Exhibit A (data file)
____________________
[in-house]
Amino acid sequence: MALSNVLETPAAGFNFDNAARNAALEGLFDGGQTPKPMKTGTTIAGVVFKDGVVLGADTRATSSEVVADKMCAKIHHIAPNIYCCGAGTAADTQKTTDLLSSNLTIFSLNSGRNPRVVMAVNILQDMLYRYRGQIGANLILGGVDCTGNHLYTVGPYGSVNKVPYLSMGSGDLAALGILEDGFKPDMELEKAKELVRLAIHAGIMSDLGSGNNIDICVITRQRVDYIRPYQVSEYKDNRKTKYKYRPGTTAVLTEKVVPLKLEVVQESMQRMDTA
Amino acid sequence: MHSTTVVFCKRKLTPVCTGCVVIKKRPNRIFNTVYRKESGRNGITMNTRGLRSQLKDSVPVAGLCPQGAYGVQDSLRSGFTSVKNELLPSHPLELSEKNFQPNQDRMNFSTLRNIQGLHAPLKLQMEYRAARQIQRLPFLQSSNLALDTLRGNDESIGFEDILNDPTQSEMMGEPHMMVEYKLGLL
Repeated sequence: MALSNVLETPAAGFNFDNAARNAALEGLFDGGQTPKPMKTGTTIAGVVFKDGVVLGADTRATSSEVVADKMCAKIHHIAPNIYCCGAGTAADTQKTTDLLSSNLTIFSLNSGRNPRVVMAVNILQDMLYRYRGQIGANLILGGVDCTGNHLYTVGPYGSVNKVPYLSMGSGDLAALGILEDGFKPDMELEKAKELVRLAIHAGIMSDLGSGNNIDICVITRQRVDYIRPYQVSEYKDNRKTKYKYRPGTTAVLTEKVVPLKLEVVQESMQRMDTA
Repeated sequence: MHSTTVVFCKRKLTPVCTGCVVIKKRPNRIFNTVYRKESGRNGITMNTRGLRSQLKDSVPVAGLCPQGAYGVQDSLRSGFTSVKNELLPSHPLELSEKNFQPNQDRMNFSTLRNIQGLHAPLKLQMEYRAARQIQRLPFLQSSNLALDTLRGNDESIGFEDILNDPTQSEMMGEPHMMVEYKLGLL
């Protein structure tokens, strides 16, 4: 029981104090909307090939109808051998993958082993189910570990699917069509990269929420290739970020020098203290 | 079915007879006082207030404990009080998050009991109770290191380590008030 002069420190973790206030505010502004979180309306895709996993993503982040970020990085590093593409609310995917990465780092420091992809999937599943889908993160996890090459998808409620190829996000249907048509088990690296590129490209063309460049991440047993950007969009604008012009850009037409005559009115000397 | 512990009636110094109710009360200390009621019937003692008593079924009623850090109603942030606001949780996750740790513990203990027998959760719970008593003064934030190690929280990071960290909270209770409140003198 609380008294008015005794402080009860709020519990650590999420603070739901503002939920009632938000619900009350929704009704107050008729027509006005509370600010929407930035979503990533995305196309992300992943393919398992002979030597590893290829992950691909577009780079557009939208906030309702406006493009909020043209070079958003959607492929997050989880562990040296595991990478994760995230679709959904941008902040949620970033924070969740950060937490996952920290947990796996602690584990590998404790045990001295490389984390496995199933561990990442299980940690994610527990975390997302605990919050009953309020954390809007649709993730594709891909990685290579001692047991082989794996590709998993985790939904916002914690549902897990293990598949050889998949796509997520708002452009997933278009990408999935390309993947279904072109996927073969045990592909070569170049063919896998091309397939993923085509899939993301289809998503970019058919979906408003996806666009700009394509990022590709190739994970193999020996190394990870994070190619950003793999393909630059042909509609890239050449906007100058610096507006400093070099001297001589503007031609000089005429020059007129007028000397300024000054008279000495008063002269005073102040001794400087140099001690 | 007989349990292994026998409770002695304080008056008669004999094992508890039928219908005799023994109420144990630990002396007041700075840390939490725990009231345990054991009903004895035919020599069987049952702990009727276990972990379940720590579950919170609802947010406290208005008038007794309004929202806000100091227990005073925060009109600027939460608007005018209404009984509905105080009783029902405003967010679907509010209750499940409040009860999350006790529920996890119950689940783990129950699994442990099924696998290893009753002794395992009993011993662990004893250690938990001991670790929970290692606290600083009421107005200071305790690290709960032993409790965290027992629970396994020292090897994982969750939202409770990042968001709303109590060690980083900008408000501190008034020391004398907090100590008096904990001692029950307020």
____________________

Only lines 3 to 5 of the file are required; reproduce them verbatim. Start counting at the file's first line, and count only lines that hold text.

Amino acid sequence: MHSTTVVFCKRKLTPVCTGCVVIKKRPNRIFNTVYRKESGRNGITMNTRGLRSQLKDSVPVAGLCPQGAYGVQDSLRSGFTSVKNELLPSHPLELSEKNFQPNQDRMNFSTLRNIQGLHAPLKLQMEYRAARQIQRLPFLQSSNLALDTLRGNDESIGFEDILNDPTQSEMMGEPHMMVEYKLGLL
Repeated sequence: MALSNVLETPAAGFNFDNAARNAALEGLFDGGQTPKPMKTGTTIAGVVFKDGVVLGADTRATSSEVVADKMCAKIHHIAPNIYCCGAGTAADTQKTTDLLSSNLTIFSLNSGRNPRVVMAVNILQDMLYRYRGQIGANLILGGVDCTGNHLYTVGPYGSVNKVPYLSMGSGDLAALGILEDGFKPDMELEKAKELVRLAIHAGIMSDLGSGNNIDICVITRQRVDYIRPYQVSEYKDNRKTKYKYRPGTTAVLTEKVVPLKLEVVQESMQRMDTA
Repeated sequence: MHSTTVVFCKRKLTPVCTGCVVIKKRPNRIFNTVYRKESGRNGITMNTRGLRSQLKDSVPVAGLCPQGAYGVQDSLRSGFTSVKNELLPSHPLELSEKNFQPNQDRMNFSTLRNIQGLHAPLKLQMEYRAARQIQRLPFLQSSNLALDTLRGNDESIGFEDILNDPTQSEMMGEPHMMVEYKLGLL